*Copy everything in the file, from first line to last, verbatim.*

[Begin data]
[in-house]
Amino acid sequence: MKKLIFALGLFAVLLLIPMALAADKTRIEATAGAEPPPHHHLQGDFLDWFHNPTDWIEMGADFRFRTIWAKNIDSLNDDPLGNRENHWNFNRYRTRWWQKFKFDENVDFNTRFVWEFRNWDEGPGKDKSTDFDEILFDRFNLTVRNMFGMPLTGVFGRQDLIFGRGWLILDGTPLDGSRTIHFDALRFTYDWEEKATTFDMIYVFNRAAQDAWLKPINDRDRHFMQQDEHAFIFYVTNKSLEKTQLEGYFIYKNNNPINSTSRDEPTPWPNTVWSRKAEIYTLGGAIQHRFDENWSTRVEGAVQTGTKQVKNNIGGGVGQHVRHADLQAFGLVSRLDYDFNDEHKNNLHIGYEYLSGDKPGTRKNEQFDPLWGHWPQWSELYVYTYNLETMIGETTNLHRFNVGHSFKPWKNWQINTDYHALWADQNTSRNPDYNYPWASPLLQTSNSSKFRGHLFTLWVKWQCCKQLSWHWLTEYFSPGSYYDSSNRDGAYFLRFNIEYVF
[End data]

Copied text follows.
[in-house]
Amino acid sequence: MKKLIFALGLFAVLLLIPMALAADKTRIEATAGAEPPPHHHLQGDFLDWFHNPTDWIEMGADFRFRTIWAKNIDSLNDDPLGNRENHWNFNRYRTRWWQKFKFDENVDFNTRFVWEFRNWDEGPGKDKSTDFDEILFDRFNLTVRNMFGMPLTGVFGRQDLIFGRGWLILDGTPLDGSRTIHFDALRFTYDWEEKATTFDMIYVFNRAAQDAWLKPINDRDRHFMQQDEHAFIFYVTNKSLEKTQLEGYFIYKNNNPINSTSRDEPTPWPNTVWSRKAEIYTLGGAIQHRFDENWSTRVEGAVQTGTKQVKNNIGGGVGQHVRHADLQAFGLVSRLDYDFNDEHKNNLHIGYEYLSGDKPGTRKNEQFDPLWGHWPQWSELYVYTYNLETMIGETTNLHRFNVGHSFKPWKNWQINTDYHALWADQNTSRNPDYNYPWASPLLQTSNSSKFRGHLFTLWVKWQCCKQLSWHWLTEYFSPGSYYDSSNRDGAYFLRFNIEYVF